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WEARY AND WARY: Valerie and Michael Corral, shown here in an October 2008 photograph, aren't hailing the settlement as a victory. For one thing, a future administration could revive the suit.

Pot Half Full

For WAMM, last week's dismissal of an 8-year-old lawsuit was a draw. For medical marijuana, though, it's a clear victory

By Jessica Lussenhop

THE MORNING of Friday, Jan. 22, was a long time coming for Michael Corral. As he walked up to the doors of the federal courthouse in downtown San Jose, members of the Wo/Men's Alliance for Medical Marijuana, the collective he helped found in Santa Cruz in 1996, were slowly gathering outside the glass doors. Some leaned on canes and walkers. One member had a seeing-eye dog, another a wheelchair.

"It's a draw. They didn't win, we didn't win," Corral said. "This has gone on so long, it was time for it to end."

The group moved slowly through the metal detectors and into the elevators taking them up to Judge Jeremy Fogel's U.S. District courtroom on the fifth floor. As the doors closed behind them, a security guard joked, "Toke up party afterwards!"

After the eight years it took to get to this point, the hearing was very brief, just minutes long. Judge Fogel looked out over the assembled group of about 30 WAMM patients and supporters and commented on the attendance. "It's rare that dismissed-case management draws this big a crowd," he remarked.

But this was no ordinary case dismissal. Not only was the federal government standing down from its defense of a 2002 raid on WAMM property by DEA agents, the settlement was also a formal recognition of Attorney General Eric Holder's October 2009 memorandum titled "Medical Marijuana Guidance" and the sea change in federal policy that it represents.

"Based on that new philosophy, if you will, by Eric Holder, [Judge Fogel] has urged us to resolve the case," says Santa Cruz attorney Ben Rice, who has represented WAMM for the last 15 years. "It's a terrific win for WAMM as well as the people of this community."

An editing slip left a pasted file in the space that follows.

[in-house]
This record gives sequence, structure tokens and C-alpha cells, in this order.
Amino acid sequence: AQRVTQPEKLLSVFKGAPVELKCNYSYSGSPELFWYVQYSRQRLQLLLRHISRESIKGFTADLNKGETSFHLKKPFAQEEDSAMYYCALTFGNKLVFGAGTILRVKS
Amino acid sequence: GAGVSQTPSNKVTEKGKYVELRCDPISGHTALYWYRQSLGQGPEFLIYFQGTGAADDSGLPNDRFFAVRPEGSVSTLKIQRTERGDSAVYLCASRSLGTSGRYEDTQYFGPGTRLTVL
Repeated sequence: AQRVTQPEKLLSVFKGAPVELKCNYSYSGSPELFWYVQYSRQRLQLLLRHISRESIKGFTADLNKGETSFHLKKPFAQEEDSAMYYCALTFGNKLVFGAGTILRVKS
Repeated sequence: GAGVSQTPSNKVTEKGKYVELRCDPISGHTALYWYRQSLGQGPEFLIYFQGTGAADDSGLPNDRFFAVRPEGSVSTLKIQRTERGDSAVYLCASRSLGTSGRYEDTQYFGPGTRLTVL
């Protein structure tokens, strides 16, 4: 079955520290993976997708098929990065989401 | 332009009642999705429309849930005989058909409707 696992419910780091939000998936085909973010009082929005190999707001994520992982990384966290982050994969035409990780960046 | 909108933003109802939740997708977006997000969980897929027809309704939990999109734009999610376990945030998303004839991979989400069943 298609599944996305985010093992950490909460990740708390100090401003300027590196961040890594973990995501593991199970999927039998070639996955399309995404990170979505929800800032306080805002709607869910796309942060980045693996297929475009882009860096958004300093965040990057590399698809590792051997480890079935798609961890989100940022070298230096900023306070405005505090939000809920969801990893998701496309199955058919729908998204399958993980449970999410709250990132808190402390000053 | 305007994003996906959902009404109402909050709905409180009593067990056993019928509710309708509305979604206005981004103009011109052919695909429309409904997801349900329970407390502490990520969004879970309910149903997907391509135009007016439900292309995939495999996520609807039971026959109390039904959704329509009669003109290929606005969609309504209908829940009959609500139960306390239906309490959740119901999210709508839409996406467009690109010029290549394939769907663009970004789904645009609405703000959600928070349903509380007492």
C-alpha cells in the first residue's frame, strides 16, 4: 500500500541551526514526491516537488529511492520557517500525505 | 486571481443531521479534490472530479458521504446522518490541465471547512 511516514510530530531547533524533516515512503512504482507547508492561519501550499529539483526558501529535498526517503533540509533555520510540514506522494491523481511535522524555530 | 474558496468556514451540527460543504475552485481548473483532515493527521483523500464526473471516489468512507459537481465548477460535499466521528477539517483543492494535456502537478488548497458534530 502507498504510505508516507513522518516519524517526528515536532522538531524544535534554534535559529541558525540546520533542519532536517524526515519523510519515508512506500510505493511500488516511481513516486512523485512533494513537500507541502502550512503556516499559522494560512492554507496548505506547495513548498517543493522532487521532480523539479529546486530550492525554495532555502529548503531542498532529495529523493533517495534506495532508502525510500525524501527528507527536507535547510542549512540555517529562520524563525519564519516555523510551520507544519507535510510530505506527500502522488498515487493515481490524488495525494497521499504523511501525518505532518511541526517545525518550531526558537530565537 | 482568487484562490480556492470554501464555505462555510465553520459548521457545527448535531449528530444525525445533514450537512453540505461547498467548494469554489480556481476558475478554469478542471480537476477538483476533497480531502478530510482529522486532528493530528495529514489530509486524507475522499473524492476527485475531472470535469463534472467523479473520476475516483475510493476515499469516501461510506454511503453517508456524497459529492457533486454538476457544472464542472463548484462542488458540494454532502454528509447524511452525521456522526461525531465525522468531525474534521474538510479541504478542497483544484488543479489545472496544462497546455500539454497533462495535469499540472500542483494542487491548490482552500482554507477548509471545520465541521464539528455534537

WAMM formally became a nonprofit in 1996, just after the passage of Prop. 215.

Despite the perceived protection extended to WAMM by the state's legalization of medical marijuana and local deprioritization ordinances, the Bush administration was hardly on board. In the early morning hours of Sept. 17, 2002, 30 federal DEA agents drove up to the Corrals' property in the Santa Cruz Mountains and arrested them both at gunpoint before chopping down 167 marijuana plants. At the time, the garden provided for the 250 ill and indigent WAMM members who received a weekly allotment of the drug for free. Although the Santa Cruz community rallied behind the Corrals, the raid decimated the collective's membership numbers and donations.

Attorney Rice, along with Santa Clara University law professor Gerald Uelmen and, eventually, the American Civil Liberties Union Drug Law Reform Project, put together the lawsuit against then–Attorney General John Ashcroft and the DEA. The city and county of Santa Cruz later joined the lawsuit, siding with WAMM.

"The argument is that while the federal government is free to enforce their laws in our state, they can't force our state to change our laws by selectively enforcing the federal laws. It makes it impossible for the state to distinguish between legal and illegal marijuana use, and that's a violation of the 10th amendment," says Rice.